ROBERTS: One of the things, one of the stars that is aligning is that the Senate has now invested a great deal of time and effort in this question. And as you well know, that takes on a life of its own. They don't want to have done this much work on something and then have it go to waste.
STEPHANOPOULOS: So even if they're opposed, senators like Chuck Grassley and Bob Bennett ...
ROBERTS: And there are ways to get to them. The question of getting from here to there ...
DONALDSON: In reconciliation, of course, you just have to have it.
STEPHANOPOULOS: You just have to get to 50 votes. Realistically, that's going to be very hard to do. The administration even though they're allowing says they don't want it to go down to that.
WILL: The big principle obstacle is the president, because there is a bill in the Senate, it's the Wyden-Bennett bill, Wyden, liberal Democrat for Oregon, Bennett, Utah, the reddest state in the union, conservative Republican, they have a proposal that gives the left a mandate. Everyone is required to buy health insurance. It gives the right to fact that they will with their tax credits and tax subsidies and all the rest buy it from private providers. You could get 70 votes for that.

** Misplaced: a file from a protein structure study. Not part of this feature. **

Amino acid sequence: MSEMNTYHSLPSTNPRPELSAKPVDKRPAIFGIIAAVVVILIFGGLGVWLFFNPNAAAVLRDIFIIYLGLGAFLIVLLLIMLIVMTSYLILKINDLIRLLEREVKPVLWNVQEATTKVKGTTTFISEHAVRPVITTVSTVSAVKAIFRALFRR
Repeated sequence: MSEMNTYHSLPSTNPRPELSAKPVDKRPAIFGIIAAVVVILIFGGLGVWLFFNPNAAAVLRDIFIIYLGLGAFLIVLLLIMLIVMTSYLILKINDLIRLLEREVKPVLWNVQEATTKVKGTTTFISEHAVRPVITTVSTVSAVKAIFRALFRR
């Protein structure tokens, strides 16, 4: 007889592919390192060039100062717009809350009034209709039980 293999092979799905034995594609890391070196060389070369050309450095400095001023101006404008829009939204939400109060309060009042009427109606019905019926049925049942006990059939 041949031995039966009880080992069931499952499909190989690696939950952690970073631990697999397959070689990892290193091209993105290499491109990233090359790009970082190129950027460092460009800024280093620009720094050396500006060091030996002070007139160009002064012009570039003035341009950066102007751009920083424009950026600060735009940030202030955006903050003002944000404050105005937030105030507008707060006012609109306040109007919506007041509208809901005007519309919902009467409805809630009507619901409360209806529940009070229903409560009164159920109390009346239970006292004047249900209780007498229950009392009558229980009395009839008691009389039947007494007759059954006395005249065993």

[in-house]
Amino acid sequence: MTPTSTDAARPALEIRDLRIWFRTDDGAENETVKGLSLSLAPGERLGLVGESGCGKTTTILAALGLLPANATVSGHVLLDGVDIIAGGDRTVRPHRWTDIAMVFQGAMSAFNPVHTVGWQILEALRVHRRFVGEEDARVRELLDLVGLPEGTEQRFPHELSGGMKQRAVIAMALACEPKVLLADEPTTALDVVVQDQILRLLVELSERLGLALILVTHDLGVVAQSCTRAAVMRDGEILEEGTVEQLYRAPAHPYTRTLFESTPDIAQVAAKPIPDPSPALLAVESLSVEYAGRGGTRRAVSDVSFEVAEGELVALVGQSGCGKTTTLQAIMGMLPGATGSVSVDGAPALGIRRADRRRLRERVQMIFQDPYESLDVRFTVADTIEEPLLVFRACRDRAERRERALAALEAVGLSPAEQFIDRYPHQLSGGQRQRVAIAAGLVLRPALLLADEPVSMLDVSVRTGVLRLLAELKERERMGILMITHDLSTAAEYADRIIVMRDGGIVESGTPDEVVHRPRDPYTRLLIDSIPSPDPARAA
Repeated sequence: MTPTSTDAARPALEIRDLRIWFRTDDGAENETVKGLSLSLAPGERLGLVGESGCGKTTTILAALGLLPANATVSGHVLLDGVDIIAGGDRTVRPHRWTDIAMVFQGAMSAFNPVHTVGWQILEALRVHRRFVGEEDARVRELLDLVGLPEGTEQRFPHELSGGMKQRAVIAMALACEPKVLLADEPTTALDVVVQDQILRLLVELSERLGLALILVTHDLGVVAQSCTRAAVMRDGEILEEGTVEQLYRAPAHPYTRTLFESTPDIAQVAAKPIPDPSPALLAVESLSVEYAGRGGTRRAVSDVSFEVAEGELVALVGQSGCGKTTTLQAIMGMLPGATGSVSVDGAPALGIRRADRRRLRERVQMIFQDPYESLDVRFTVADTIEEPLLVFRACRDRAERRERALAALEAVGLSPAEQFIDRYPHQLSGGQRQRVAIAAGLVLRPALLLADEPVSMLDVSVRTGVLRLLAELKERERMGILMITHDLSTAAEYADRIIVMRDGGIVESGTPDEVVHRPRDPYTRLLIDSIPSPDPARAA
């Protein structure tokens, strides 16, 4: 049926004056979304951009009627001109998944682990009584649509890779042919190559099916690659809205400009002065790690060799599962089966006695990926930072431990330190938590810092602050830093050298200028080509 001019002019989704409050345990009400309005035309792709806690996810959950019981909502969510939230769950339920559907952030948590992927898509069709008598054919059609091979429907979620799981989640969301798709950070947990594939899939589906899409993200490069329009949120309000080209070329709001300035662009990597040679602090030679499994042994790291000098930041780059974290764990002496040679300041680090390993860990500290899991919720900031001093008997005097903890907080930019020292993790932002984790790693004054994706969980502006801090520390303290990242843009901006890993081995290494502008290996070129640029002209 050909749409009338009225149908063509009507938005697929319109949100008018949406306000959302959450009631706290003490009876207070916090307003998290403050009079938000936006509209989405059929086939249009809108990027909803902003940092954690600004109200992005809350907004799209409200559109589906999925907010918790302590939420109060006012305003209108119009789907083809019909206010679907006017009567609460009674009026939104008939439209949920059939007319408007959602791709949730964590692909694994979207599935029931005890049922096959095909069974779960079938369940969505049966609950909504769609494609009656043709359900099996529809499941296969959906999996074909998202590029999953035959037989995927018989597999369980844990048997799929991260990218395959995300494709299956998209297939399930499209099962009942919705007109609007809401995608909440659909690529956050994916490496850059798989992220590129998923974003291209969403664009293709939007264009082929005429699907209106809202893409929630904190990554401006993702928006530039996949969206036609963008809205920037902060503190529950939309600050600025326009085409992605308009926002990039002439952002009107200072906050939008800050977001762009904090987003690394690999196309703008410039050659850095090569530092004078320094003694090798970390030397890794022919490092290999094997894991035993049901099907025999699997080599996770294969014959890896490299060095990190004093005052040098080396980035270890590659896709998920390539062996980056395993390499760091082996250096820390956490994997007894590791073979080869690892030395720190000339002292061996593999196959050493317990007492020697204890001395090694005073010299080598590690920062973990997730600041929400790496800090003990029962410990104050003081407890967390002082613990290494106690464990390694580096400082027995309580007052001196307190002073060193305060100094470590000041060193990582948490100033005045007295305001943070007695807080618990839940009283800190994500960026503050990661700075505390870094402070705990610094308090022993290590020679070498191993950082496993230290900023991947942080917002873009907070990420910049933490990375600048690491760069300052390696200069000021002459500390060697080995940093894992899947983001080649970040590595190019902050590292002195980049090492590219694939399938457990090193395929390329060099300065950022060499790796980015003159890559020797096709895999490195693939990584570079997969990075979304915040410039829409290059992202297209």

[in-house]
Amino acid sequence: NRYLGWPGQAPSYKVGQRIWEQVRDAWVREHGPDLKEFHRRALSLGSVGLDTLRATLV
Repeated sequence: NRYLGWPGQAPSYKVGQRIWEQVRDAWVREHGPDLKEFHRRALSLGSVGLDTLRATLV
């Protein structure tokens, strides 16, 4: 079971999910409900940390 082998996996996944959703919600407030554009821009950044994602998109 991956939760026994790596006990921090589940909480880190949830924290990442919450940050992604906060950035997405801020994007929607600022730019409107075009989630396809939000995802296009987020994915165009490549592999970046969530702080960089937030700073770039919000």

STEPHANOPOULOS: But it also includes the John McCain proposal to take away some of the tax deduction for employer provided health care.
REICH: Yes. That's the fight.
WILL: But I think if you got it to the floor without the so- called public option, that is the government competing inherently unfairly against these private companies.
REICH: That is -- that is the key to making this work, according to many Democrats. To have a public option.
ROBERTS: One of the things that's happening now is that as a result of even having that on the table, the health insurers are saying, wait, wait, regulate me, regulate me. Please, regulate me. Stop me before I sin again.
DONALDSON: Let's talk about politics. Can the president who has temperized (ph) now a lot of his positions, but can he give up on a public option?
ROBERTS: I think he already has.
STEPHANOPOULOS: I want to move on to something else. I think Cokie was talking about the insurers. I think this week insurance companies and other health care providers who were very much against the Clinton health care proposal come around and say they're ready to get to the table right now on this.
ROBERTS: As long as there's not the public option. That's what they don't want to have out there.
REICH: Well, the parallels to 1994 are in everybody's mind. A jobless recovery combined with a question of whether you get health care. Remember what happened to Clinton. And also every Republican in town is dreaming of 1994. Could we do it again? Could we destroy health care with a jobless recovery and make the Obama administration look bad.
STEPHANOPOULOS: Not if the insurance companies say they want to play, and if they do ...
WILL: I want to move on to one final number, more than 80 percent of Americans are very satisfied with their health care plan.
ROBERTS: They're not satisfied with the cost, however. And the fact that insurers get to make the decision about whether you get treated or not. And doctors have reached the point where they have really had it.
STEPHANOPOULOS: That is the debate right there.